Third, rights are not granted by governments. Rights derive from our basic nature as humans, as thinkers such as Ayn Rand and Murray Rothbard have so eloquently demonstrated. Contractual “rights” should have a different name, perhaps “privileges.” These are actions that have been legitimized by a voluntary agreement. Thus for example, no one has free speech “rights” on a campus. Students may have free speech “privileges” on a campus if the owners of the campus have granted that privilege in a written or implied contract.
Fourth, freedom of association is a basic human right, and includes freedom of dissociation, whether in personal or business relations. Some years ago I posted a defense of the late Lester Maddox who famously attempted to exclude blacks from his chicken restaurant. My post generated considerable blowback, but I stand by it and note that in this day and age, anyone who tried to exclude blacks would not be elected governor of Georgia as Maddox was, but instead lose most of his customers and close his doors.
In summary, no minister needs permission from the state to deny wedding services to a gay couple. And religion has nothing to do with it. Anyone should free to decline business or personal relationships with anyone, for any reason whatever, or for no reason at all.
Marriage licenses should not be granted to gay couples nor to straight couples. Marriages should be private consensual agreements between any two competent, consenting adults. Or three or more, for that matter. Governments should not be involved: no licenses, no special privileges, and no special obligations for married couples.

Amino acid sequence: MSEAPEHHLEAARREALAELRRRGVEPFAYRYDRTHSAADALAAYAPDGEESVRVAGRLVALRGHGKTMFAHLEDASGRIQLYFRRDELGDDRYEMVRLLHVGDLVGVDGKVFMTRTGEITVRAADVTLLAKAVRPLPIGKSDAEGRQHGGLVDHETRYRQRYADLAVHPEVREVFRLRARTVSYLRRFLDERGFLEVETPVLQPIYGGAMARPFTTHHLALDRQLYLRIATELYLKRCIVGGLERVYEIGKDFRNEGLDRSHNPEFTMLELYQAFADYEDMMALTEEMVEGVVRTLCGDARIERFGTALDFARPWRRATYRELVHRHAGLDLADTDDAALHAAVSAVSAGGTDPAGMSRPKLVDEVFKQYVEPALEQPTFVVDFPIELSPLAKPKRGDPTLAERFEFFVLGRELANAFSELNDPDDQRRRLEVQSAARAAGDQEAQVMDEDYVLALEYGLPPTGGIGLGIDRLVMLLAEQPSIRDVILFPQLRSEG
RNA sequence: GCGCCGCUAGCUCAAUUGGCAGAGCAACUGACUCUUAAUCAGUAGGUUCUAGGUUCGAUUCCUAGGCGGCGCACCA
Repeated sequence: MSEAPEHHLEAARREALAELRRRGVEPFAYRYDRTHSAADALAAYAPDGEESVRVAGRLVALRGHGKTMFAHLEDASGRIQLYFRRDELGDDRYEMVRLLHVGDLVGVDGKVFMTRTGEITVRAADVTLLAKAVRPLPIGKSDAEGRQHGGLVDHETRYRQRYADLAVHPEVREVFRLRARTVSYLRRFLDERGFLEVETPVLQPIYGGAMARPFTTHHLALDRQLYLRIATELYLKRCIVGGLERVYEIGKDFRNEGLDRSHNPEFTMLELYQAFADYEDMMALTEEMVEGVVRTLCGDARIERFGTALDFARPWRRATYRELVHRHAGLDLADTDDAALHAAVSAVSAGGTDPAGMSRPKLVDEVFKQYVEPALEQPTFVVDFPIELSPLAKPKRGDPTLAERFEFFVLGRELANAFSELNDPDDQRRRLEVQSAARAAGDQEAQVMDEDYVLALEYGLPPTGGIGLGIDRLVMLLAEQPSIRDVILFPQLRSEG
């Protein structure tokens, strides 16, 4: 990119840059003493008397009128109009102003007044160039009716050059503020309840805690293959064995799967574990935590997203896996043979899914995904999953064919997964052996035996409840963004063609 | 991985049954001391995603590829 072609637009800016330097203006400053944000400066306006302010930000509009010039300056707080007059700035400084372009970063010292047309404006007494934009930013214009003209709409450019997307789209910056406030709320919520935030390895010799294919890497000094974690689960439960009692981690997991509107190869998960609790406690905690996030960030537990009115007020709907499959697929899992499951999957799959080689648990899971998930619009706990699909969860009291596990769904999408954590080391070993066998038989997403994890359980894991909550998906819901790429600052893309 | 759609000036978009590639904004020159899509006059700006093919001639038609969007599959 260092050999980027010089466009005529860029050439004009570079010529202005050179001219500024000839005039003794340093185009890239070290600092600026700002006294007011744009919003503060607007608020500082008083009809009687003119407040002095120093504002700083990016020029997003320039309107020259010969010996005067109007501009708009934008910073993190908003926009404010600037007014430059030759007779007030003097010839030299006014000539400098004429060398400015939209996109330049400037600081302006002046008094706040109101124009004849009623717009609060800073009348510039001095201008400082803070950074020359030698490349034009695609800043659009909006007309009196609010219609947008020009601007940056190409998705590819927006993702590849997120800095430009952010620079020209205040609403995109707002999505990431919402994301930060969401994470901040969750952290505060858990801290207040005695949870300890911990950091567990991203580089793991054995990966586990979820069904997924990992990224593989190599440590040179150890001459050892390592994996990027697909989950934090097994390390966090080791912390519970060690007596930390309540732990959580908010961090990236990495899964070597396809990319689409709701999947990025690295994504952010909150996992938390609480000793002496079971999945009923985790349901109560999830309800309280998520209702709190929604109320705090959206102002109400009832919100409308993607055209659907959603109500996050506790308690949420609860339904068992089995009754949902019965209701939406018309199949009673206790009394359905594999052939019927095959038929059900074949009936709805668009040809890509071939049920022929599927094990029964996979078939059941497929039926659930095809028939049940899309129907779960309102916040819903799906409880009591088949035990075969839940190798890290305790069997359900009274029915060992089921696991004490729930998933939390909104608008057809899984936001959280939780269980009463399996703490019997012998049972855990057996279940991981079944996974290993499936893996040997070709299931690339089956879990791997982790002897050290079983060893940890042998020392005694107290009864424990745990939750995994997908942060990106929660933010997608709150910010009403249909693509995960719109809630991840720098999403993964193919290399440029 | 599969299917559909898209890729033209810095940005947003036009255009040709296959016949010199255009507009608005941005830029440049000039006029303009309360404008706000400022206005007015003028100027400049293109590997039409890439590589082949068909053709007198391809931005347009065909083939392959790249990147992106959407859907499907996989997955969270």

However, the fact that an action is legitimate and non-coercive does not mean any term can be used to describe it. Gay couples should not call their agreements “marriage” because that term is taken. For centuries, it has stood for heterosexual unions in almost all cultures. Marriage might be called a “trade mark.”
Kim Davis is a hero. She is the county clerk in Kentucky who was jailed for contempt because she refused to issue marriage licenses to gay couples.
She bases her stand on her religious beliefs, but that’s not why she is a hero. If she were acting on secular philosophical grounds, her case would be just as strong. She is a hero for standing up to a central government that is smothering civil society, reaching its tentacles into all areas of life and strangling spontaneous freely evolved social order.
Of course, she is guilty of contempt. That’s only right, because the process that has led to her imprisonment is in fact contemptible. She is following a course of civil disobedience that I must admire, and I wish her well.
Defenders of traditional marriage have lost, alas. Rather than just sulk, I suggest that conservatives, especially those from Utah, respond by promoting legalization of polygamous marriage. This will put “progressives” in a lovely bind.
They will have a hard time opposing the idea because it is supported by the same arguments they used to support gay marriage. Why is love among threesomes any less valid than love of couples? Surely it’s past time for threesomes to come out of the shadows and break free of the yoke of suppression! End triophobia!
They will also have a hard time supporting it because almost all plural marriages, whether among Mormons in times past or in Islamic countries currently, feature one man with multiple wives. Clearly these are exploitative sexist unions! Most un-progressive!
Conservatives, don’t get mad, get even! Put it out there and watch ‘em squirm.